Who Are You Calling a Liar? Parkland Shooting Edition

Image result for parkland shootingProbably the most pervasive problem that trauma survivors deal with is not being believed on account of not sounding, looking, acting or thinking how people think a victim should in the aftermath of the trauma.

If we smile or laugh, we’re lying because we should be grief stricken.

If we cry hysterically, we’re acting because we’re over the top.

If we stumble over our words, we’re having a hard time keeping our lies straight.

If we speak eloquently, we’re lying because we’re too composed.

If we throw ourselves into another dangerous situation, we’re lying because we should be seeking safety.

If we hide away, we’re lying and can’t withstand people asking questions.

If we don’t tell anyone, we’re lying because if it happened, we’d tell people.

If we shout what happened from the rooftops, we’re lying to get attention.

If we become an activist, we’re lying for personal gain.

If we never want to speak of the subject again, we’re lying because we should want to fix it.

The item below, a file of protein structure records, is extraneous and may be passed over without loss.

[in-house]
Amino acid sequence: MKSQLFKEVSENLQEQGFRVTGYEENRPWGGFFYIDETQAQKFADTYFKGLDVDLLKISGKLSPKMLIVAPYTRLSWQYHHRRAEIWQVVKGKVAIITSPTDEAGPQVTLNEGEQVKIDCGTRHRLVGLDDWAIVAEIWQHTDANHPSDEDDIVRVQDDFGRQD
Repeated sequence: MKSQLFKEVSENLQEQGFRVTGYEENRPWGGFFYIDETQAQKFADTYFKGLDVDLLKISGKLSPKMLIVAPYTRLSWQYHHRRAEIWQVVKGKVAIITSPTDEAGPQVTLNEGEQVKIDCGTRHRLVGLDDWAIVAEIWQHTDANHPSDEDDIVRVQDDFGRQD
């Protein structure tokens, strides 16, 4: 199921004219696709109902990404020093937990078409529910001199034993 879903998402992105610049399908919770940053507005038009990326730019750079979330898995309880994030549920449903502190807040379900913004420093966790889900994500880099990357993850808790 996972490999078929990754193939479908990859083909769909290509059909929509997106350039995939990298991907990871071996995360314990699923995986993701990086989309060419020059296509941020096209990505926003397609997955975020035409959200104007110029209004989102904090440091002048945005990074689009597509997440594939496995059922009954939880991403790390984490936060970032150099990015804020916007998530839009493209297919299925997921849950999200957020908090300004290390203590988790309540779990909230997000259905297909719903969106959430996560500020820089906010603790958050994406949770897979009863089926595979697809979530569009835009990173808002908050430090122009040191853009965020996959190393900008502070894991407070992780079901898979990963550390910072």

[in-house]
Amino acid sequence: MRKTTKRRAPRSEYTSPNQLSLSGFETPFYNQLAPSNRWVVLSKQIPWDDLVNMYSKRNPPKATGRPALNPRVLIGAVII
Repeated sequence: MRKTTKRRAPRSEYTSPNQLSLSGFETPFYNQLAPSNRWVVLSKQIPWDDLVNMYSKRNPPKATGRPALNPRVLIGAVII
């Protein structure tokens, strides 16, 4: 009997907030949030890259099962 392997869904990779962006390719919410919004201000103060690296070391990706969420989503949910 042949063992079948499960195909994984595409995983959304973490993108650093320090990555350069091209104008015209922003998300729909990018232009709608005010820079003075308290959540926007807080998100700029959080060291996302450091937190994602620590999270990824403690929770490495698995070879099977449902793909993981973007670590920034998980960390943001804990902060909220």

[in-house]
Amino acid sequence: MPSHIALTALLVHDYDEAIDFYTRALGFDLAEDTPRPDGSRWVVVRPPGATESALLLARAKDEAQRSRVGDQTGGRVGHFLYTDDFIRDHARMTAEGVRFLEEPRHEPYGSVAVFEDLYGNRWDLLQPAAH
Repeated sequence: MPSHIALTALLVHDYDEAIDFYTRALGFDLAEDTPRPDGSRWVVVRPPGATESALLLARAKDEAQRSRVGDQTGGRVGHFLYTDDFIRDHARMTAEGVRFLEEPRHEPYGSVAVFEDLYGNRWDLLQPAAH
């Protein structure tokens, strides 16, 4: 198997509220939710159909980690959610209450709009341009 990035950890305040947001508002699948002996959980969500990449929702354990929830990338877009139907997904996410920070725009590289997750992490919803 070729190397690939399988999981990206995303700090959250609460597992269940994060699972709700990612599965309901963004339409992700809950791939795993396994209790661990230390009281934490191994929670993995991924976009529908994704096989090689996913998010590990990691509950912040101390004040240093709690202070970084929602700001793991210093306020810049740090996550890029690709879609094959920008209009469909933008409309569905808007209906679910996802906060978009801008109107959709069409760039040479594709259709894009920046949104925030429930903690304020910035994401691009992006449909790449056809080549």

If our traumatized brains have a hard time remembering details or maintaining focus, that’s evidence we’re lying.

If we are calm, cool, collected and on point, then we’re lying because we should be struggling to hold ourselves together.

It literally doesn’t matter what trauma victims do or how we react, there are people who will use it as evidence against us. Why? Because some people are evil, pure and simple. Remember this as you watch the way some people are talking about the kids and parents speaking out after the Parkland shooting. Those who have partnered with evil are exposing themselves. Pay attention to these people and don’t forget who they are. Not everyone is a good person.

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